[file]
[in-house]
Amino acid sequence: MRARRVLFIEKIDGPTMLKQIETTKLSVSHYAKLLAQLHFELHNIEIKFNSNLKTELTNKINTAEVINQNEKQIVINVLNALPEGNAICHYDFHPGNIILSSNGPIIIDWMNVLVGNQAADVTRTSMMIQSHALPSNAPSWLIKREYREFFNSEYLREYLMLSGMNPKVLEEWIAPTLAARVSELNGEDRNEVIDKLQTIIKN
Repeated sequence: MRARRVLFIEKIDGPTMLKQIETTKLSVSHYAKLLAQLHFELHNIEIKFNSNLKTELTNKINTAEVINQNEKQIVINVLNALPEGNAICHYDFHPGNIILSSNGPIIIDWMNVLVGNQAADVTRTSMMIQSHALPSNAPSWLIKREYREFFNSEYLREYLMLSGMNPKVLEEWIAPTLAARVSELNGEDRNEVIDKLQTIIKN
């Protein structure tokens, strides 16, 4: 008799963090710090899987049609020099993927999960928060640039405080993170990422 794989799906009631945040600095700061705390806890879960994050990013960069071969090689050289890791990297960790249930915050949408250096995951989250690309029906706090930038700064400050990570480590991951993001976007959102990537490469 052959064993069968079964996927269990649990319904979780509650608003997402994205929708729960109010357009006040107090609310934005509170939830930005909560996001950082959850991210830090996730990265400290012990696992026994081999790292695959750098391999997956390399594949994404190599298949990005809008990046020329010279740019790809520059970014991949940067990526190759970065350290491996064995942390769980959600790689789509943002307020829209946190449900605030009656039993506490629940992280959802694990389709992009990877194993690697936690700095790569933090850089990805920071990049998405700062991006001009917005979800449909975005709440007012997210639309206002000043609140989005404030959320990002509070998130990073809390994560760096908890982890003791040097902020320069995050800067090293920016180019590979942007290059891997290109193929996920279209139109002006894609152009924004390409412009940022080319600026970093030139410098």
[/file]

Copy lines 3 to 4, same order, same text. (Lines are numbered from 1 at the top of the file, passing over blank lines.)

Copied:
Repeated sequence: MRARRVLFIEKIDGPTMLKQIETTKLSVSHYAKLLAQLHFELHNIEIKFNSNLKTELTNKINTAEVINQNEKQIVINVLNALPEGNAICHYDFHPGNIILSSNGPIIIDWMNVLVGNQAADVTRTSMMIQSHALPSNAPSWLIKREYREFFNSEYLREYLMLSGMNPKVLEEWIAPTLAARVSELNGEDRNEVIDKLQTIIKN
């Protein structure tokens, strides 16, 4: 008799963090710090899987049609020099993927999960928060640039405080993170990422 794989799906009631945040600095700061705390806890879960994050990013960069071969090689050289890791990297960790249930915050949408250096995951989250690309029906706090930038700064400050990570480590991951993001976007959102990537490469 052959064993069968079964996927269990649990319904979780509650608003997402994205929708729960109010357009006040107090609310934005509170939830930005909560996001950082959850991210830090996730990265400290012990696992026994081999790292695959750098391999997956390399594949994404190599298949990005809008990046020329010279740019790809520059970014991949940067990526190759970065350290491996064995942390769980959600790689789509943002307020829209946190449900605030009656039993506490629940992280959802694990389709992009990877194993690697936690700095790569933090850089990805920071990049998405700062991006001009917005979800449909975005709440007012997210639309206002000043609140989005404030959320990002509070998130990073809390994560760096908890982890003791040097902020320069995050800067090293920016180019590979942007290059891997290109193929996920279209139109002006894609152009924004390409412009940022080319600026970093030139410098």